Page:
We went on home.

This young man, who said he was from Scranton (and sounded it) could have been an ax murderer, an escaped prisoner, an angel, a drug addict, an ordinary panhandler, or he could even have been completely honest about what was causing him to have this need for people to give him money.  I don’t suppose we’ll ever know which it was, but I keep thinking of something that happened to me many years ago, when I was on a spiritual retreat in the mountains of Western North Carolina.

The first few days of a retreat are always excruciating for me:  I have a terrible time turning loose of the world, my body hurts, my mind races, I’m hungry, and all in all, I spend much time wondering why on earth I ever got myself into this mess.  As I persist in my spiritual practice, eventually there will come detachment, and a rising, a disengagement with my body and my environment and my involvement in life.  But it comes when it comes, and it takes brutally hard work, or at least it did in those days, when I was new to this meditative path.

So there I was, sitting on the side of the mountain, and it had rained and it was cold and damp and dreary and I was feeling sorry for myself and in despair of ever reaching the deeper stages of my retreat.  I have found, always, that it is only when I let go, when I “learn to love wandering in the dark,” as is common to that first stage of the inner alchemical process, the stage of nigredo, letting go . . . when I opened my eyes and in the pasture below me, a young boy was walking across the field with a gun over his shoulder, and he saw me up there and turned and gave a casual wave . . . and suddenly, I had liftoff, as the saying goes.  I moved into the higher reaches of the retreat, and I left the earth behind, like a balloon floating upward.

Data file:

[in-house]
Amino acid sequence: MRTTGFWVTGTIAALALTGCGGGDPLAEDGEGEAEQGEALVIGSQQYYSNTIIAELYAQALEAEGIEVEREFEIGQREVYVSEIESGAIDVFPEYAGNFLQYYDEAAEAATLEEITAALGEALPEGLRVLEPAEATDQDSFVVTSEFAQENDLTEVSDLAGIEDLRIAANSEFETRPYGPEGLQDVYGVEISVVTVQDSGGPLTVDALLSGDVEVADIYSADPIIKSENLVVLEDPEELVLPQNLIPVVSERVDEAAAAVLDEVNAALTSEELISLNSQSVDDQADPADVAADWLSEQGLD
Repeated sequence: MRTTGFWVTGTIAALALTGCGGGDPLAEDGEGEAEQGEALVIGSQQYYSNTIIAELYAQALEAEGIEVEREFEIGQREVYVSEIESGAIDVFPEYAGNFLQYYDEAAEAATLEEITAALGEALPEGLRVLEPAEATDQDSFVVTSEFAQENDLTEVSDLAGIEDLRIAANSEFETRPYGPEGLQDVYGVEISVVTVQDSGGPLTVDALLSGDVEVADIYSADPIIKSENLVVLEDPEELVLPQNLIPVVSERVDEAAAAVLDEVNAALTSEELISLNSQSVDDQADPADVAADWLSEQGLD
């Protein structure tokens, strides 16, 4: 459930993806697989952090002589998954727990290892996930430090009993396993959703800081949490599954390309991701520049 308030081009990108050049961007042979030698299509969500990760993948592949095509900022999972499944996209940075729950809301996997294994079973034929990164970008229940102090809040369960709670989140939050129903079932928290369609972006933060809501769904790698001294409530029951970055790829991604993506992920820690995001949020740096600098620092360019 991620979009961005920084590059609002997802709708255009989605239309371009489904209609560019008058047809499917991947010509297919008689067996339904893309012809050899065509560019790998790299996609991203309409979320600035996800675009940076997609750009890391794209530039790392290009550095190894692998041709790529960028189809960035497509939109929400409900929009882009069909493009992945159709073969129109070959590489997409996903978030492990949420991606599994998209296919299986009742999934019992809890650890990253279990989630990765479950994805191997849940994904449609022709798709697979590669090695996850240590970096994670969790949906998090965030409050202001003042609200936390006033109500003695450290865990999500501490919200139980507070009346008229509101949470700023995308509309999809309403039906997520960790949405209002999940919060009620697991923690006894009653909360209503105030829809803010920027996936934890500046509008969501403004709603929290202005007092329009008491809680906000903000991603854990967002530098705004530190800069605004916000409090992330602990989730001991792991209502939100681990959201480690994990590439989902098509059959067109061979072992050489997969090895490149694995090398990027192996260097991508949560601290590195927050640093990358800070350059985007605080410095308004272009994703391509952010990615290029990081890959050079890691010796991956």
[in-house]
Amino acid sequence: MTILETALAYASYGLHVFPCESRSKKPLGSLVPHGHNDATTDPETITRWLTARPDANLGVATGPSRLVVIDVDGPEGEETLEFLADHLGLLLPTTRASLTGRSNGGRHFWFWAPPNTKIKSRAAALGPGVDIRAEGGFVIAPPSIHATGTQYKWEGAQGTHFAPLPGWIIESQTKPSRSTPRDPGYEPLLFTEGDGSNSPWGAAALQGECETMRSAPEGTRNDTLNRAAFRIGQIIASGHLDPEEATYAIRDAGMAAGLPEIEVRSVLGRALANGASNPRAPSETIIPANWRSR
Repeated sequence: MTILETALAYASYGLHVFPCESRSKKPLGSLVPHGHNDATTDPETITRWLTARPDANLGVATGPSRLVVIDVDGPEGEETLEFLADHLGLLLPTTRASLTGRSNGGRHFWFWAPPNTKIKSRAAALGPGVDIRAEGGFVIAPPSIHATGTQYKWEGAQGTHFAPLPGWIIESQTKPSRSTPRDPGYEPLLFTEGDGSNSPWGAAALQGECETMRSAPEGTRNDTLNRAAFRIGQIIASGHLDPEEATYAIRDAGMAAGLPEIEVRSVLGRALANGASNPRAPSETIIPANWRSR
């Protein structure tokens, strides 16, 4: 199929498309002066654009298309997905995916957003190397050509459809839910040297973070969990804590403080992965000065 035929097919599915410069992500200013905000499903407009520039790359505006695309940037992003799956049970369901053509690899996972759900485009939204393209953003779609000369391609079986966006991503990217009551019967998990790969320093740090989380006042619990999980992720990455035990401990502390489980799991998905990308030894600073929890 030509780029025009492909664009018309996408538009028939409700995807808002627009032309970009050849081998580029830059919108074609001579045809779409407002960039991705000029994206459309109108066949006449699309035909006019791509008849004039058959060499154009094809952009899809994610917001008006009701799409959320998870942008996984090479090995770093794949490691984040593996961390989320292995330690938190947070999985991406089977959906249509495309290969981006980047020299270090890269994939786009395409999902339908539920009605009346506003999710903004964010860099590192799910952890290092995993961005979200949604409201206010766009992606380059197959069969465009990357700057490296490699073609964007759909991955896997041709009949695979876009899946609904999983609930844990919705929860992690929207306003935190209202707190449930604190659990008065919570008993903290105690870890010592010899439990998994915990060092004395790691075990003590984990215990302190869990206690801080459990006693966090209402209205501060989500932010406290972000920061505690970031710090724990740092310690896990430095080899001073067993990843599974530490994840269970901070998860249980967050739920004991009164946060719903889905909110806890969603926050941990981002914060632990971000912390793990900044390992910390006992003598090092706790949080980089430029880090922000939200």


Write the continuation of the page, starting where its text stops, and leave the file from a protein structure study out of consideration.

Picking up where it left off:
A casual event, one might say, but I eventually concluded that the young man in the pasture had either been an angel, Lord Krishna himself, or perhaps Khidr, the green one of eternal aliveness, angel or beyond the angelic, available to the sincere seeker and present at all initiation.  When one seeks the divine, I was taught, one is always guided by the masters, saints and prophets of all the ages, and one never knows who will come to aid in the sacred quest.  So I never entirely knew who that being was who strode across the pasture and turned to wave his magic wand over me as he passed, but I have my suspicions, and it really didn’t matter, because it worked.  Such experiences can never be understood deeply except by the one who experiences them, but if the story is told, it may aid another.

It is because of such visitations, which have come at various times in my life, that I wondered who was this young man who asked us for money at the rest stop today.  It really doesn’t matter, of course, but I’m rather glad that we gave him what we could.  Who knows?  Allahu A’laam.